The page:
It's one of those special privileges that comes with being the boss of a cartel: the power the NCAA has to make a member institution name its own punishment before handing down the real sentence.
As part of this exercise, Ohio State has offered to vacate wins from the 2010 football season and its 2010 Big Ten championship, and put itself on probation for two years as a result of the recent scandal touched off when players traded their own property at market value.
With the university having spared itself the significantly more severe penalties of scholarship losses and postseason ineligibility, critics are on the warpath; one local scribe noted that "Ohio State threw itself on a cocktail toothpick" when it presumably should have fallen on a sword.
But the self-imposed punishment announced last week shouldn't be viewed in isolation from earlier losses suffered by the university. Ohio State has already sacrificed legendary head coach Jim Tressel and lost its senior quarterback, Terrelle Pryor — one of the best in the country — for what was supposed to be the program's best shot at a national championship in years. Both were caught in the crossfire of the misaligned incentives created by the NCAA's ten-figure profiteering on the backs of ... amateurs. And of course, neither Tressel nor Pryor would have been punished at all had one Columbus attorney not broken the law on attorney/client confidentiality to report the violations to Tressel in the first place.
When the chance to publicly eviscerate fallen icons intersects with the pinnacle of tribalism that is big-time college football, there's never going to be enough blood for everybody. But now, especially after OSU's self-imposed sanctions, plenty has been squeezed from the school already.
With Ohio having served as ground zero for this most recent NCAA farce, one might think Ohioans would be in the best position to squeeze some lemonade from the affair. But if the local discourse on Pryor's NFL prospects is any indication, one would be wrong.
With Pryor having announced his intentions to enter the NFL's Supplemental Draft, to be held as soon as the league's labor dispute is resolved, most pundits predict he will be chosen with something between a third- and fifth-round pick. Which might seem like a bargain for the same freakishly athletic, 6-foot-6, 235-pound Pryor who was the consensus top recruit in the nation as a high school senior — the same player who had the reins of the Ohio State program handed to him as a freshman and improved every season, chalking up a 31-4 record as a starter, Rose Bowl and Sugar Bowl wins, and a 3-0 record against Michigan.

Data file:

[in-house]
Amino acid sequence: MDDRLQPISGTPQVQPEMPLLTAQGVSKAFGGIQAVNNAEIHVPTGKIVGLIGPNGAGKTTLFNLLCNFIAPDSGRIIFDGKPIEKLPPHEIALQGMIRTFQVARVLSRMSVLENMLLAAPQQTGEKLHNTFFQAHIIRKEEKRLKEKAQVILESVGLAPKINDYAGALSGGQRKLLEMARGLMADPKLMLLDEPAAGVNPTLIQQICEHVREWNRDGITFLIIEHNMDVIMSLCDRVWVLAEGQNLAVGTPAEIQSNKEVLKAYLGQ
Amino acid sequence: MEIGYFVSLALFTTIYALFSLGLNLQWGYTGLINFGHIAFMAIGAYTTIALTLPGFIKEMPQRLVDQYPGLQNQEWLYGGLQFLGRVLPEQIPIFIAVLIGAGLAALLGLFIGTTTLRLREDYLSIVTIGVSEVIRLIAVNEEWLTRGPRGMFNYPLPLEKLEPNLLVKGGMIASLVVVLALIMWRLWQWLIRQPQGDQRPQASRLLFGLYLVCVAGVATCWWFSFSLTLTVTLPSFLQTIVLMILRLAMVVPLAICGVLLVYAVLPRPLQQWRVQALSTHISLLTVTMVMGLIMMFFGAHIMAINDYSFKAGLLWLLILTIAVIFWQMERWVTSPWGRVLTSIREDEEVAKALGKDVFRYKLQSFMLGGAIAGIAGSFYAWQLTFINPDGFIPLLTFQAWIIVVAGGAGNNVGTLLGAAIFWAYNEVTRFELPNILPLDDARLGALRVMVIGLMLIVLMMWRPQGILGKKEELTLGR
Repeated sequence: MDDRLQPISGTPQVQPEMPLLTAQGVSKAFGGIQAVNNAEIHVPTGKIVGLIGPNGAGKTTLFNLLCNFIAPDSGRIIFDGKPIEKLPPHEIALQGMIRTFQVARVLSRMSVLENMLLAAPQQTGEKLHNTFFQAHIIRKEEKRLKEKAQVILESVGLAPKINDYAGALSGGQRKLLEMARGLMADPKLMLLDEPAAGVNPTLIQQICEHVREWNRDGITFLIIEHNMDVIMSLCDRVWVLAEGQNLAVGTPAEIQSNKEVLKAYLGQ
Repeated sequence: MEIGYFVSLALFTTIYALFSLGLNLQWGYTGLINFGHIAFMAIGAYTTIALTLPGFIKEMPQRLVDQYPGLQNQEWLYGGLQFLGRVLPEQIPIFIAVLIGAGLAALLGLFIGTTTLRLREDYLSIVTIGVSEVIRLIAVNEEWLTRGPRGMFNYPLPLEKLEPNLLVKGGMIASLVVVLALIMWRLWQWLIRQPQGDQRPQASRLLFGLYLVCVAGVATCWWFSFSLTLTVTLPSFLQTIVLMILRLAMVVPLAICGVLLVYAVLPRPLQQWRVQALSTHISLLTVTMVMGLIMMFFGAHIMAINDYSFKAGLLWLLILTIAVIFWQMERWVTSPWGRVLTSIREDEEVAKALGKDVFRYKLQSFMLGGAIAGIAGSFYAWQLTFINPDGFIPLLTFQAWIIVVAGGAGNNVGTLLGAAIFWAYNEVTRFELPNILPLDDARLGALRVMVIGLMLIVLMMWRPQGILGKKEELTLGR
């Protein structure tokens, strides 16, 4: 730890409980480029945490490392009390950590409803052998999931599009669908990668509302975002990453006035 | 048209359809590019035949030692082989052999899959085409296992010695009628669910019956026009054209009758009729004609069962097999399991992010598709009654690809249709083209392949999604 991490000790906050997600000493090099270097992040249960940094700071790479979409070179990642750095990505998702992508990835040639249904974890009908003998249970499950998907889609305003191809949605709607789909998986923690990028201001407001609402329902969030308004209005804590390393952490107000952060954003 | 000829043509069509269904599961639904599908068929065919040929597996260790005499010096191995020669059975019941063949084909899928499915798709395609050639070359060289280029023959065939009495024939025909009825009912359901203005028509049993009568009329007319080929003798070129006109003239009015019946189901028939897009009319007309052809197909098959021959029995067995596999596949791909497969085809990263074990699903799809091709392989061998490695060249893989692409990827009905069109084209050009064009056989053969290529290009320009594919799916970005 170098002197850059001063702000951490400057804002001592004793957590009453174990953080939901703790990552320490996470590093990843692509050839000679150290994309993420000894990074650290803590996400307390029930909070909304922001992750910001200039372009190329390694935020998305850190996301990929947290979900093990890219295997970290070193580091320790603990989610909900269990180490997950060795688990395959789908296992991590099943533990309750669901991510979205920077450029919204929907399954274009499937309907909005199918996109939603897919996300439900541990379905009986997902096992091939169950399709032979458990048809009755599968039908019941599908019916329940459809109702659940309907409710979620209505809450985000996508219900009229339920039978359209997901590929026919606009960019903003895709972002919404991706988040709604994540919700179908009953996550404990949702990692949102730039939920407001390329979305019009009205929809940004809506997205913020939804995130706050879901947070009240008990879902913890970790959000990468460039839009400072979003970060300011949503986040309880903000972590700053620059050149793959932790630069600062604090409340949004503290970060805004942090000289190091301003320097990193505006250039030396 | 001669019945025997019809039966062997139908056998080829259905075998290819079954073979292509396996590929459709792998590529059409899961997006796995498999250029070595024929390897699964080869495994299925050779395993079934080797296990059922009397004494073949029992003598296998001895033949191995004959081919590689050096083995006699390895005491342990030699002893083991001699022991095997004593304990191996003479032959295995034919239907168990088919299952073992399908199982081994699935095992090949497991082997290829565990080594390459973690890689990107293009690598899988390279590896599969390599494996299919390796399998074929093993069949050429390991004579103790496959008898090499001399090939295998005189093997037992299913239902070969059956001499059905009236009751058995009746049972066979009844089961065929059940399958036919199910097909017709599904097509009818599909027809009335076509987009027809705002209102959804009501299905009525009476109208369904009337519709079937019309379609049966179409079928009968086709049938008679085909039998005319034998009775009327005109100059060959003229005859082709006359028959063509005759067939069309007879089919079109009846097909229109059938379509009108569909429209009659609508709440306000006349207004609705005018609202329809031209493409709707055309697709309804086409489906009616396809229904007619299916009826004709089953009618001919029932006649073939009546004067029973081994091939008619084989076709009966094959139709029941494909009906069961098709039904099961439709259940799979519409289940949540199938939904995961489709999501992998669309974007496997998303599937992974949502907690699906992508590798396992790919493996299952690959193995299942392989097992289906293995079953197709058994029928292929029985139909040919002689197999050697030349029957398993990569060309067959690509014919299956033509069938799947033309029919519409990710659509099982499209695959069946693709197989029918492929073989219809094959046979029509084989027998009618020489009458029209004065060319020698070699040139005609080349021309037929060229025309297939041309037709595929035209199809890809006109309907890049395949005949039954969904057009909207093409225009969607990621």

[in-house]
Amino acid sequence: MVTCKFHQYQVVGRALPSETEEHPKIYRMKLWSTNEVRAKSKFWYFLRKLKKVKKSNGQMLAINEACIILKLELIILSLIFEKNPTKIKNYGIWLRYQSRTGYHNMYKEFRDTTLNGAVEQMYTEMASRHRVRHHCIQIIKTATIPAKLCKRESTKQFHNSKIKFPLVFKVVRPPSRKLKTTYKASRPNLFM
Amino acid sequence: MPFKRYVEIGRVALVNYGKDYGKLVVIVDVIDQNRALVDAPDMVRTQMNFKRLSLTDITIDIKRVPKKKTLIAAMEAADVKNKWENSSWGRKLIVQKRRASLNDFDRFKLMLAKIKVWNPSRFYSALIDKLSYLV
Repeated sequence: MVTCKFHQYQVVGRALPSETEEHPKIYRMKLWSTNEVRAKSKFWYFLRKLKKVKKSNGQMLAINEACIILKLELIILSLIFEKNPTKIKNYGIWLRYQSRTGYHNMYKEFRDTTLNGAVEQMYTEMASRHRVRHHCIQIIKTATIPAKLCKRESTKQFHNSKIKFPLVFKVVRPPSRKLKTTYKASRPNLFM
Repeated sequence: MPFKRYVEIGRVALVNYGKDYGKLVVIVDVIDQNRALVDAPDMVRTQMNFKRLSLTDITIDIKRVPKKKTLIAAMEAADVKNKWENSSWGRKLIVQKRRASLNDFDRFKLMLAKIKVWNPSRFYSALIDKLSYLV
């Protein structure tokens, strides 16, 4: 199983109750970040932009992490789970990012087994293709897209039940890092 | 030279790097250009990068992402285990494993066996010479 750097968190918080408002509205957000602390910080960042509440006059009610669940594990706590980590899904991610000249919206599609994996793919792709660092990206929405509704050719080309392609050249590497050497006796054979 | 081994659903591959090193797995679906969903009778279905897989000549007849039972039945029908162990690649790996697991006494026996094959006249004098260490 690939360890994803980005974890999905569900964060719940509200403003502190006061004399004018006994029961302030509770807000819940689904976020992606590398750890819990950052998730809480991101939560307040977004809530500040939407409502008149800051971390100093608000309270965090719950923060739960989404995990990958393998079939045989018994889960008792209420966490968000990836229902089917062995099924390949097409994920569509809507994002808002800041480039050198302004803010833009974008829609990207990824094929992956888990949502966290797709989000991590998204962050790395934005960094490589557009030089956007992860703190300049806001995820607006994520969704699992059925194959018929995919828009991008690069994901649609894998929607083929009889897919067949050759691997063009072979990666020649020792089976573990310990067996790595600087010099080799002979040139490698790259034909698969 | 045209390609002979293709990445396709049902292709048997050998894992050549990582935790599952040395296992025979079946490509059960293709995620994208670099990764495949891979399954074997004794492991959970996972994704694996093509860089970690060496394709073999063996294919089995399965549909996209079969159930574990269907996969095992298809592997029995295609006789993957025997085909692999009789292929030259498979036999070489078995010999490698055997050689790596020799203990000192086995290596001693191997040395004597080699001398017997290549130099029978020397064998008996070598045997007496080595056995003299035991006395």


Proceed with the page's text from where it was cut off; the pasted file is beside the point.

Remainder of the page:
Despite all that, Pryor's skills as a pocket passer are probably rightly in question; but recent NFL history is replete with athletic college quarterbacks who transitioned to the receiver position. Pittsburgh Super Bowl winners Hines Ward and Antwaan Randle El are two especially painful examples, and neither came to the league with anything close to Pryor's résumé, physical build, and athleticism.
Still, The Plain Dealer's top Browns beat writer recently published the opinion that he "wouldn't fathom Pryor putting in the hard work required of a position switch at this point of his career," blasting the 22-year-old's work ethic without presenting a shred of evidence for doing so.
That such an unsubstantiated shot would be published at all is some proof that Pryor will come as a bargain, and certainly with plenty to prove. What decent football coach couldn't figure out a way to make use of such a talent?
And if anyone's going to see that a college kid might not be the worst person in the world for trading his own things for some spending cash, it should be easiest to see that from Ohio, where the impact of the NCAA's arcane rules has been felt so acutely.
So what else are we all but doomed to see? Terrelle Pryor: Pittsburgh Steeler, Hall of Famer, and Super Bowl champion.